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What is the historical context of Presidential Executive Orders?

President Obama has used Executive Orders as means to achieve a number of things in his time at the oval office. Those actions have often been met with cries of unconstitutionality of his actions.

I thought we would take a look at the historical context of Executive Orders to further understand how they have been used.

Let’s start with what, exactly, an executive order is.

According to the National Archives, “Executive Orders” are “official documents, numbered consecutively, through with the President of the United States manages the operations of the Federal Government.”

No big deal. He needs some way to manage the executive branch, right? And according to the US Supreme Court the goal of an executive order is just to, “clarify or act to further a law put forth by the Congress or the Constitution.” It is NOT intended to make up new laws. And executive orders should NEVER violate the Constitution.

So lets take a look at how some Presidents have issued Executive Orders, and how they hold up:

  • Franklin D. Roosevelt (D), issued a total of 3,728 Executive Orders between 1933 to 1945. FDR issued 573 Executive Orders in 1933 alone. One of his most famous, and a particularly terrible Orders was EO 9066, allowing for the relocation of Japanese Americans during World War II into prison camps.

Who needs their civil rights to the due process of law as outlined in the 5th and 14th Amendments to the Constitution? Not Japanese-Americans during World War II, according to FDR.

Sadly, EO 9066 was not challenged until a congressional committee created by Jimmy Carter investigated the EO, and found the incarceration of Japanese Americans was not justified by military necessity, but rather was based on “race prejudice, war hysteria, and a failure of political leadership.”

FDR also passed EO 6101 which confiscated all gold coins from private citizens. This also fails under a Due Process analysis.

While FDR really got the Executive Order ball rolling in a big way, the next president to majorly play ball was JFK.

  • President John F. Kennedy (D) issued a particularly intrusive collection of executive orders which allows a total subjugation of fundamental freedoms.

For example,

  • The first of the Kennedy-issued executive orders allows the president to take control of all media as long as a national emergency exists. And guess who gets to define when there is a national emergency? You guessed it: The President! Goodbye checks and balances…. Goodbye Due Process!

But it gets worse…

  • Other executive orders from this cluster allow the seizure of all facilities that produce energy, including electricity, gasoline, and solid fuels.
  • Under these circumstances the President could also control “All means of transportation, both public and private, including ground and air transportation.”
  • Another declares that our food resources could be taken over by the executive branch. This includes all agriculture, distribution, and retail facilities.
  • other executive orders allow for the involuntary registration and relocation of U.S. citizens into labor groups under government surveillance. You can ask the Japanese Americans if this sounds familiar.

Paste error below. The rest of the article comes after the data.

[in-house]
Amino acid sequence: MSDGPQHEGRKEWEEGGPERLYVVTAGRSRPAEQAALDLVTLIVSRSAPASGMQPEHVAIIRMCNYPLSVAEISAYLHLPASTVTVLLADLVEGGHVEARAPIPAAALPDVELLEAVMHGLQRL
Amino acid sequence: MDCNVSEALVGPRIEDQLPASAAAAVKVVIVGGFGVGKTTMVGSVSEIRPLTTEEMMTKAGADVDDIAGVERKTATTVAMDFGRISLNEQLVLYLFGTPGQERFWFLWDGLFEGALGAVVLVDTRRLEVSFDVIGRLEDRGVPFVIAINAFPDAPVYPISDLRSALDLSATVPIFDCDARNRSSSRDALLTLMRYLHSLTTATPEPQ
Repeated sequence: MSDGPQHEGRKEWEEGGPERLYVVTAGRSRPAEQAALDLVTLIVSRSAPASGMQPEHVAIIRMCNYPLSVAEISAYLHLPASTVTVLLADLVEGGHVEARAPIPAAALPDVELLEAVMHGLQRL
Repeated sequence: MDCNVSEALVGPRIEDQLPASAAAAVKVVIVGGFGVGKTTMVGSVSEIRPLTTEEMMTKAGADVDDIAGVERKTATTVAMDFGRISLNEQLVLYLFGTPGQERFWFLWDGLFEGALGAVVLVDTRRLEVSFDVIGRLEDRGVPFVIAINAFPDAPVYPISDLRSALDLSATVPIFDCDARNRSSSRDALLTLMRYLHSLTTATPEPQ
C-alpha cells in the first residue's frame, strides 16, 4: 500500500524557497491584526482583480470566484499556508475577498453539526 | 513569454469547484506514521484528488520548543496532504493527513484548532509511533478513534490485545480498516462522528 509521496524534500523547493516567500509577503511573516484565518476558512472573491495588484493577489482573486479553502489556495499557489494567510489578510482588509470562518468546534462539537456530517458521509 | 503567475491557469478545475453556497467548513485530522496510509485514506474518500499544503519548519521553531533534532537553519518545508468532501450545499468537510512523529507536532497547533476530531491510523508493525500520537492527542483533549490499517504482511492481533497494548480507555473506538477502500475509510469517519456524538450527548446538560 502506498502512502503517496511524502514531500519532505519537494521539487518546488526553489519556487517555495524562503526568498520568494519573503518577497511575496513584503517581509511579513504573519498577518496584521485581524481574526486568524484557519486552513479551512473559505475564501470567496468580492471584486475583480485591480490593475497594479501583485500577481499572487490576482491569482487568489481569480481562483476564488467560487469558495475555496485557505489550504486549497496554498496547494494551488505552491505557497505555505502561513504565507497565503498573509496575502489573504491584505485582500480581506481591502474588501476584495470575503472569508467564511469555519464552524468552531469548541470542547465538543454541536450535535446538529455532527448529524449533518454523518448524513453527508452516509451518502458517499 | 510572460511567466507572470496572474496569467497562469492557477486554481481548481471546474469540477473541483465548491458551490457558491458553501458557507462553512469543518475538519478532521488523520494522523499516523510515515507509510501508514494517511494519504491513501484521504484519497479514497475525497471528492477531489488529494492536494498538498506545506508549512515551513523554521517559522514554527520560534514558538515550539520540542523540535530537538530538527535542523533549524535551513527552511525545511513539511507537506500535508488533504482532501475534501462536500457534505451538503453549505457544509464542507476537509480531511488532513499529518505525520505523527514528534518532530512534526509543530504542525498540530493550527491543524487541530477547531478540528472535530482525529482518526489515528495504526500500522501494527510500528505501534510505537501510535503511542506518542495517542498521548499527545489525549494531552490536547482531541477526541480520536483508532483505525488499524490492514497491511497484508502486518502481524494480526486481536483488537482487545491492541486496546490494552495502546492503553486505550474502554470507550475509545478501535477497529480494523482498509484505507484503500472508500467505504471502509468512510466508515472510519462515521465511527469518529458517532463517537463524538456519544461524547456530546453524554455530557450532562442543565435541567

This group of orders touch nearly every tenant of private life and commerce. And NONE of them have been repealed. In fact, they have been expanded.

Remember the FEMA disaster after hurricane Katrina? Well, the Federal Government acted under the same “law” using executive orders to respond to that catastrophe.

Let’s also not forget, something Former Congressman Ron Paul often reminds us: the “default” position of the Constitution is inaction. If the duties are not clearly given to the federal government, then it is their job NOT to act.

Moving on…

  • President Gerald Ford (R) expanded JFK’s “emergency” executive orders, by empowering government to take over health, education, welfare, mechanisms of production and distribution, energy sources, wages, salaries, credit and the flow of money. Using the very popular reasoning, “Well, the last guy did it, and got away with it….”
  • In the 1980’s President Ronald Reagan (R) sent military forces to El Salvador without Congress declaring an Act of War. He claimed he had authority in furtherance of the “War Powers Resolution” which Congress enacted in 1973. The War Powers Resolution was intended to curtail Nixon sending more troops into Vietnam without a declaration of war.

This Resolution provides that the President can send U.S. armed forces into action abroad only by authorization of Congress or in case of “a national emergency created by attack upon the United States, its territories or possessions, or its armed forces.” And, you guessed it! The President gets to determine what constitutes a national emergency.

  • President Bill Clinton (D) initiated 363 executive orders, including approving the Kosovo War in 1999, without Congressional approval, and by using the same “War Powers” excuses as Reagan.
  • President George W Bush used Executive orders as well but added a new twist. He also began using signing statements in earnest. A signing statement is a statement attached to a piece of legislation passed by congress. It is sort of like a subset of Executive Orders. Its purpose is to clarify a law, but in reality the signing statements of George W Bush actually changed the meaning of the law congress passed.

So I hope this gives some historical context to what executive orders are and how they have been used.

I will publish a follow up article in the next few days explaining other tools at the disposal of the president that are very controversial.